probable that they acted primarily as certifying the return, and they acted,
making themselves responsible for its correctness, and not as the
only electors or as a body deputed by the coimty court to make
the election for the whole constituency. Notwithstanding the
terms of the act, directing that the indenture shall be sealed by
all who have taken part in the election, it is certain that others
who did not seal, and who probably had no seals, joined in it.
One remarkable instance proves that such was occasionally
the case, and suggests that it was also the rule. In 1450 the Election for
electors for Huntingdonshire suspected that the sheriff was denshire'
going to make a false return, and accordingly sent in a letter to *° ^
the king which is found in company wth the return. The
indenture contains the names of three squires and two other per-
sons who with * alii notabiles armigeri, generosi et homines libere
tenentes qui expendere possunt quadraginta solidos per annum'
had made the election. The letter to the king is sealed by 124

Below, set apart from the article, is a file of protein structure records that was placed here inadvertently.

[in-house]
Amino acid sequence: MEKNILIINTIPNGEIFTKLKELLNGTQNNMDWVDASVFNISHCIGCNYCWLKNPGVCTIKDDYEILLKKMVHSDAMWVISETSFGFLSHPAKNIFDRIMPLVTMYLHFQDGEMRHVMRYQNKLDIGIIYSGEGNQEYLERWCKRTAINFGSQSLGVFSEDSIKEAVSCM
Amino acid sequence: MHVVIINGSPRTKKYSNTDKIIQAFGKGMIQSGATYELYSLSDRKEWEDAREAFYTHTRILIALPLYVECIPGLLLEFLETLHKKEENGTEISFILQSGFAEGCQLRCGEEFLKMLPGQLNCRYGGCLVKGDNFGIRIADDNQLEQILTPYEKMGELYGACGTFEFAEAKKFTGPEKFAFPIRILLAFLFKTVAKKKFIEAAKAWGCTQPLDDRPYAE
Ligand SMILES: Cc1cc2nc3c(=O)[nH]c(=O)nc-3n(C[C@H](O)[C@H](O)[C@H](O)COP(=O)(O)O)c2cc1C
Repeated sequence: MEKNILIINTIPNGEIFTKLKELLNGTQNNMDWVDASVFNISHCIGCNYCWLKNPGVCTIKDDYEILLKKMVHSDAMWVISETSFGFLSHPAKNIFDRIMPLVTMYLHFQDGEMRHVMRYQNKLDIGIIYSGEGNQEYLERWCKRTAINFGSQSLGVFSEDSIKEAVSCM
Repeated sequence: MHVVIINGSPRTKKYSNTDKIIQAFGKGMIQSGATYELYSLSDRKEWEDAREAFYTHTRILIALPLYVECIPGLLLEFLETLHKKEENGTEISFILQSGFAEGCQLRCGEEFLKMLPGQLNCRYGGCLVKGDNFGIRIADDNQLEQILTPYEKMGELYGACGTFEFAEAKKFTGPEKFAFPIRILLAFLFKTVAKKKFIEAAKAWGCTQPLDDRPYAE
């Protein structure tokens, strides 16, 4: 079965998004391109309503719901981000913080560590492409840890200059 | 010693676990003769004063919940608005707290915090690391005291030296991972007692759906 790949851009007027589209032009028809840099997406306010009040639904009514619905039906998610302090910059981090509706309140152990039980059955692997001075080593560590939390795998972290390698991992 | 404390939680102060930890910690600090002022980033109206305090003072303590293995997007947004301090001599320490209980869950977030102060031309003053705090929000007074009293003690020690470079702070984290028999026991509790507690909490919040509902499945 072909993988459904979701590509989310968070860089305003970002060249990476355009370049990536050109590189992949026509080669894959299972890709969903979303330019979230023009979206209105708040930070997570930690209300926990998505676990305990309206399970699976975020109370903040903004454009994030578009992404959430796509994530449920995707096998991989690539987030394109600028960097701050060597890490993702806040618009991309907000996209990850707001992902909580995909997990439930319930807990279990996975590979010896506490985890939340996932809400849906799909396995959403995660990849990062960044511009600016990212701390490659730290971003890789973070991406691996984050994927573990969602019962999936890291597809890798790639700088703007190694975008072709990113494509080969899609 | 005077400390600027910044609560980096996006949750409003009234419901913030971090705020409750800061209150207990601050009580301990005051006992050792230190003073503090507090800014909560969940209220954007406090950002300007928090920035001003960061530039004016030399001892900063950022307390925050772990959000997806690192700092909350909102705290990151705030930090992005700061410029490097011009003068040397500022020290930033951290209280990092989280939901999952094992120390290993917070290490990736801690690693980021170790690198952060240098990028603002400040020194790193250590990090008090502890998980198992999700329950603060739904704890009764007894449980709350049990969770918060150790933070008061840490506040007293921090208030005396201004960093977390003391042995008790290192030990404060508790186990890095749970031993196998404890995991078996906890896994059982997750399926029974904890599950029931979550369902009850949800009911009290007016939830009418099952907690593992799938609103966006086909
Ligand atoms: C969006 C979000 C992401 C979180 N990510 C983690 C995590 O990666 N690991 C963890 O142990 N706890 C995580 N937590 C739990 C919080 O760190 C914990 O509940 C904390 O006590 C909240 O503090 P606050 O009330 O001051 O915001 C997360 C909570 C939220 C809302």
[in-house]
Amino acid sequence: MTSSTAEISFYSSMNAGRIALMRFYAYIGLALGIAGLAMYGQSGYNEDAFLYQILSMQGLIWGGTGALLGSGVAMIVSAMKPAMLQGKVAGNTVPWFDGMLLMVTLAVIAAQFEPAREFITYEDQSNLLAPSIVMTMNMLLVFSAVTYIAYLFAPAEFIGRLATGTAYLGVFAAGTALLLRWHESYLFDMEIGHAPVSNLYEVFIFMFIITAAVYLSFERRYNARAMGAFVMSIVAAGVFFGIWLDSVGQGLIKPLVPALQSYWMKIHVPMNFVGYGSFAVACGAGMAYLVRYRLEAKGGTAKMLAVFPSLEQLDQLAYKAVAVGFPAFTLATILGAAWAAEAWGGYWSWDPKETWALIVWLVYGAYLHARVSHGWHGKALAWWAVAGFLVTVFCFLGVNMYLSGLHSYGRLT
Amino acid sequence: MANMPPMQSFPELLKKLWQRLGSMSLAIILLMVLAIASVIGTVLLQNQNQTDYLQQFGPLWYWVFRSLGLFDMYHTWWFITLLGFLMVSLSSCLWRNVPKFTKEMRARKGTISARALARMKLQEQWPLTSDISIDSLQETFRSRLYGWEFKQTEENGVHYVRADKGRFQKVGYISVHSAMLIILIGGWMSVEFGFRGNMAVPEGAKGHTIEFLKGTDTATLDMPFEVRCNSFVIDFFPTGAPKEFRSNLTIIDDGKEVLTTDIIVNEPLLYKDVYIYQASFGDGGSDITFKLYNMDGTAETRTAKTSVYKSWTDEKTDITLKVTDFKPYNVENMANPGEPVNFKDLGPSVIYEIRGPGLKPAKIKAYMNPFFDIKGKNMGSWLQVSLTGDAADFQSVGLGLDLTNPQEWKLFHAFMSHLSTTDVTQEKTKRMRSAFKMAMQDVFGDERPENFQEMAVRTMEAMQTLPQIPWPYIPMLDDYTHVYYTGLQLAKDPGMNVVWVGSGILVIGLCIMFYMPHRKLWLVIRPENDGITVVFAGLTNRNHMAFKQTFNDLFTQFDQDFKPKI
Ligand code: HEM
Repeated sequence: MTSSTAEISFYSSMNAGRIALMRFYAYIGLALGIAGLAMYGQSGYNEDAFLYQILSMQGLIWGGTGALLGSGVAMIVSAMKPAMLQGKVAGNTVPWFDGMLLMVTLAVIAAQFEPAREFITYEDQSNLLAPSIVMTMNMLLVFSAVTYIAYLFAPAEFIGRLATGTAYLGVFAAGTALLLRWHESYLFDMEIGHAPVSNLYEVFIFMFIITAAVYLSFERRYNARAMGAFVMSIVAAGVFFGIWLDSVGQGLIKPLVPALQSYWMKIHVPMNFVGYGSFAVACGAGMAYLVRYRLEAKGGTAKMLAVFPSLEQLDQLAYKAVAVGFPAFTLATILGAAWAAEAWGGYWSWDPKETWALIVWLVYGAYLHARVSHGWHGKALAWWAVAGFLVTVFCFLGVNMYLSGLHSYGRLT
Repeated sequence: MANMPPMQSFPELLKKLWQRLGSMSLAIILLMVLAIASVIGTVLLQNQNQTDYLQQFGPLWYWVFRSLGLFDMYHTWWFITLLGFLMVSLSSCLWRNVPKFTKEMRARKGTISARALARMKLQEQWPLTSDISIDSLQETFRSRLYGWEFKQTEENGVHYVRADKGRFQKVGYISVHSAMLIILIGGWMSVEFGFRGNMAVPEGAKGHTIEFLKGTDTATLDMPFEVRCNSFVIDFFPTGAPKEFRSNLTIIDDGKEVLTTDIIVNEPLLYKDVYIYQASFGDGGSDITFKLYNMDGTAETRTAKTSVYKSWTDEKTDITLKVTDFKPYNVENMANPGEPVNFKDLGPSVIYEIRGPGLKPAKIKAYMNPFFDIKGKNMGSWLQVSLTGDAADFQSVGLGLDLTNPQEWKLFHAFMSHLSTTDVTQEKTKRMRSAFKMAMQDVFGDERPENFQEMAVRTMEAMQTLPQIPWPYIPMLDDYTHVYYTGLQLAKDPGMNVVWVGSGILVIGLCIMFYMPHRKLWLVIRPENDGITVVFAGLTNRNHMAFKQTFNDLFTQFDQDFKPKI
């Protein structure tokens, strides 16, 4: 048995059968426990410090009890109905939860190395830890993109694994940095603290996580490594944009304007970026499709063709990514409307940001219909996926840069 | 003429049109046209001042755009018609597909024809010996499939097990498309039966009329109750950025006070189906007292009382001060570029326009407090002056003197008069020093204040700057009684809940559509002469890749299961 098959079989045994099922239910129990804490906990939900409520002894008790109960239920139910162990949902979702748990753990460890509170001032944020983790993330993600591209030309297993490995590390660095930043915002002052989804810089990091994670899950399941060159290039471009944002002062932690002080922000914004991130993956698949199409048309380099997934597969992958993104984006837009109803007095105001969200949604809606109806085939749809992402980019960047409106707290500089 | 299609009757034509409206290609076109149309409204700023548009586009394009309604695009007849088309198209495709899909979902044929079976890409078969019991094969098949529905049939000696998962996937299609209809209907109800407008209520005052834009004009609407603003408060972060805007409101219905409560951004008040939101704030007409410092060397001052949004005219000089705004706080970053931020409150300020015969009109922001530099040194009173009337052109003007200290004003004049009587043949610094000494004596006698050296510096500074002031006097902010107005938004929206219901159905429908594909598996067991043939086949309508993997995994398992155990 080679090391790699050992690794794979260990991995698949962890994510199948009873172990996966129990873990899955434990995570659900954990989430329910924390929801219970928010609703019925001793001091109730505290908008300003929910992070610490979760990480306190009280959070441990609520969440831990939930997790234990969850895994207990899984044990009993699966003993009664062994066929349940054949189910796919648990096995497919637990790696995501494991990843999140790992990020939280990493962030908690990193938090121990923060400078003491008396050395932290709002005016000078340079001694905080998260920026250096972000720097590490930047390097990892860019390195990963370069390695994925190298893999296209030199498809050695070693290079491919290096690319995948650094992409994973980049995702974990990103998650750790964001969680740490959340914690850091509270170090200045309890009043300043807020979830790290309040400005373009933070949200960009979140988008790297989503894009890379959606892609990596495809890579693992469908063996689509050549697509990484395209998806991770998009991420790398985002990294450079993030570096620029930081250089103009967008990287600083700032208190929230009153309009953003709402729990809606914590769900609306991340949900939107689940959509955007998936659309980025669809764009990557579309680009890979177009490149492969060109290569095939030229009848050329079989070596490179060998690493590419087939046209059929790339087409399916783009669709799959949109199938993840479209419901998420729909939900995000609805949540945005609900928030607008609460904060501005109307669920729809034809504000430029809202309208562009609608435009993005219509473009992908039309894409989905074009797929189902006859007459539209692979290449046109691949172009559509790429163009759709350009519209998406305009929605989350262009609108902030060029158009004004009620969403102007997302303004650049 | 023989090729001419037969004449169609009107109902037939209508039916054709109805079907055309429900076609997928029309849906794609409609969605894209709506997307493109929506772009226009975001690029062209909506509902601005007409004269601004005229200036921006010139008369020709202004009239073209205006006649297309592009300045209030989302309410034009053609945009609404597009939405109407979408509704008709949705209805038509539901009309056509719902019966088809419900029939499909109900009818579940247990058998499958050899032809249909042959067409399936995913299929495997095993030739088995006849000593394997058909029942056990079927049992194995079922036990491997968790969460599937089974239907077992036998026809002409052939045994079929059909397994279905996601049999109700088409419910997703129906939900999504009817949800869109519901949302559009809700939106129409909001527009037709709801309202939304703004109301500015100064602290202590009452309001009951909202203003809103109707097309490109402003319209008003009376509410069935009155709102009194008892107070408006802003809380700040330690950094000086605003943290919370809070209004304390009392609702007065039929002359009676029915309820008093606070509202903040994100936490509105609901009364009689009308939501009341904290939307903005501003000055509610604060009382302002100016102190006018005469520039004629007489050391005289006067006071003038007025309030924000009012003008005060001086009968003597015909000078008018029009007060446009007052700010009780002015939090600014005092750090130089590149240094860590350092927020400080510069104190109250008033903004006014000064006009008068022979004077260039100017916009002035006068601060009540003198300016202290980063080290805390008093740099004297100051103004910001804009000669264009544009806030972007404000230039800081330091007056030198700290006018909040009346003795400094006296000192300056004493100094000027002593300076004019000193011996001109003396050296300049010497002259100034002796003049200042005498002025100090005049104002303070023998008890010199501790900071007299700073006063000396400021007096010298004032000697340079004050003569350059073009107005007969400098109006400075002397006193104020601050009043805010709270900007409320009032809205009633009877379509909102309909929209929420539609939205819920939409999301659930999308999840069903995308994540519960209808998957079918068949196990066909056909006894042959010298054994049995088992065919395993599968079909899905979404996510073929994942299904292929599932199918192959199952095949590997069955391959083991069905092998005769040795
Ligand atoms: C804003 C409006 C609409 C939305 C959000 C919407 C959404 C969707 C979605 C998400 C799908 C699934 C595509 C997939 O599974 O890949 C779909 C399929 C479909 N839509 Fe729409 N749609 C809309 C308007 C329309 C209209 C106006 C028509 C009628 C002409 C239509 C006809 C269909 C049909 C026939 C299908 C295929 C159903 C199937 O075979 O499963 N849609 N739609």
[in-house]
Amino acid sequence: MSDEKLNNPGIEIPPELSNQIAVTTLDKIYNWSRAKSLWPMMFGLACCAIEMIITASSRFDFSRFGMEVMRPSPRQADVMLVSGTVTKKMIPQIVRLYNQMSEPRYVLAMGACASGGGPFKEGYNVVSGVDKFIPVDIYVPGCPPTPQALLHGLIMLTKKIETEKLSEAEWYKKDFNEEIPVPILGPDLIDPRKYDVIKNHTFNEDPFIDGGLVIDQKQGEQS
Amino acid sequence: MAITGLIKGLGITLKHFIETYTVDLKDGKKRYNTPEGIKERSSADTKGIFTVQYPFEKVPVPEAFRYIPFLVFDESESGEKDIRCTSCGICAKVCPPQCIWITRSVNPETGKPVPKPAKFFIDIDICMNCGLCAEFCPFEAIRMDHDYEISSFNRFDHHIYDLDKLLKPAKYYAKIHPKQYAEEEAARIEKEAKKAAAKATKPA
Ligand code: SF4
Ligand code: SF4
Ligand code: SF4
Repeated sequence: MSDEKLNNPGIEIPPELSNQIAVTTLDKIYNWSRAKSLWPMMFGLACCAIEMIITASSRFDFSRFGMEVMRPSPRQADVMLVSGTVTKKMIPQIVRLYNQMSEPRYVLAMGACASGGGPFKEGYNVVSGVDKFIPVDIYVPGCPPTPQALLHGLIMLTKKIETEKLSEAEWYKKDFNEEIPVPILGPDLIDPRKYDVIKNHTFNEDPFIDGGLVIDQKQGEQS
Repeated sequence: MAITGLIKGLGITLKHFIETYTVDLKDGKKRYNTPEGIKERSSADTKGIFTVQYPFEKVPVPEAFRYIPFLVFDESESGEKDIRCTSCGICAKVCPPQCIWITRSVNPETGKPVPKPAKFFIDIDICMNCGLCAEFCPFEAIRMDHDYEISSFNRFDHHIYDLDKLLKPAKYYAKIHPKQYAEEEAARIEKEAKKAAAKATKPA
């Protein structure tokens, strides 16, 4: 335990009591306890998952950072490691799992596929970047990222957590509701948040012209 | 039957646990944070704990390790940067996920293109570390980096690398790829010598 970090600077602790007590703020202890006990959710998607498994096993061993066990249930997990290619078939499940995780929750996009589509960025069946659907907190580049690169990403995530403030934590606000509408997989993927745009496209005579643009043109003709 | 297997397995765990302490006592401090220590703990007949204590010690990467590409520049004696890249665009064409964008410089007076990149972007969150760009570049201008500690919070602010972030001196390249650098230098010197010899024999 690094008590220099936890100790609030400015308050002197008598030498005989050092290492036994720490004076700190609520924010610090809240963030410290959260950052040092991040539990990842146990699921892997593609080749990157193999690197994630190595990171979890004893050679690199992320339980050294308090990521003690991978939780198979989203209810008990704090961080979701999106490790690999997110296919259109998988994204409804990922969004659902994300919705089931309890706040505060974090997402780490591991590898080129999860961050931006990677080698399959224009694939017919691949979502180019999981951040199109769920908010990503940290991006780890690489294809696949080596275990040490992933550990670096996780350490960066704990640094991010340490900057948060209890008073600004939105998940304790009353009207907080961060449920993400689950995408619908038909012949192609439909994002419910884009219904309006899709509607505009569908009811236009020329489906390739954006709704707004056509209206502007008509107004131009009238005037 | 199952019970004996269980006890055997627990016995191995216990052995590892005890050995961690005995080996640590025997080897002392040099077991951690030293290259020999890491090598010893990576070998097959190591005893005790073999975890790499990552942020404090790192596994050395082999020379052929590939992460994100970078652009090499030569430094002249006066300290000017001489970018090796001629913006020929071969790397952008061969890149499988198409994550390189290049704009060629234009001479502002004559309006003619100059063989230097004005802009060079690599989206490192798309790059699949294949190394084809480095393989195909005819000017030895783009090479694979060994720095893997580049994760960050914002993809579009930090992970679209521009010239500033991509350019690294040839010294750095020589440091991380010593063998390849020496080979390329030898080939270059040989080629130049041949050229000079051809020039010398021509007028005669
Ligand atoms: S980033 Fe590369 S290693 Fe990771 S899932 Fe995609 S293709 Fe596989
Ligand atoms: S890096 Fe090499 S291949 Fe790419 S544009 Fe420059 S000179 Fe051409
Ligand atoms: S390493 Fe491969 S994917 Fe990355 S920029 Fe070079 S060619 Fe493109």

who declare that they, with 300 more good commoners of the same
shire, had elected two knights ; 70 others had voted for a person
whom they regarded as disqualified by his birth ^. Besides the
interest of this document, which is an important illustration of a
contested election, it proves that whilst five names were sufficient
for the indenture, 119 more were included in the general clause

' Piynne, 'Etjdg. iii. pp. 156-159.

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410 Caastilutional History. [chap.

gfic^^'" * alii notabiles,' and that 300 more freeholders had voted in tiie

donshire. majority against 70 in the minority. In the election thwi for

this small coimty, which had in 174 1 about 1600 Toters, and

in 1852 contained only 2892 registered electors, in 1450, 494

freeholders voted.

^^J^ But although this case conclusively provds that the right of

sealers may election was not exercised by those only who sealed the inden-

have been ^ ,

^oon^ttoe ture, it is quite possible that in some instances they were dele-
gated representatives of the whole body of suitors. In 14 14
the indenture for Somersetshire states that the sealers made
the election ' ex assensu totius communitatis\' a form borrowed
no doubt from the ancient return by t^e sheriff ; but possibly
implying that the election, like the ecclesiastical election ' per
compromissionem/ passed through two stages. And although
tiiere are no words in the returns tiiat imply such to have been
the case, at the same time it must not be forgott«[i that the
custom of electing committees for various purpoeeB had long

Online LibraryWilliam StubbsThe constitutional history of England in its origin and development, Volume 3 → online text (page 42 of 68)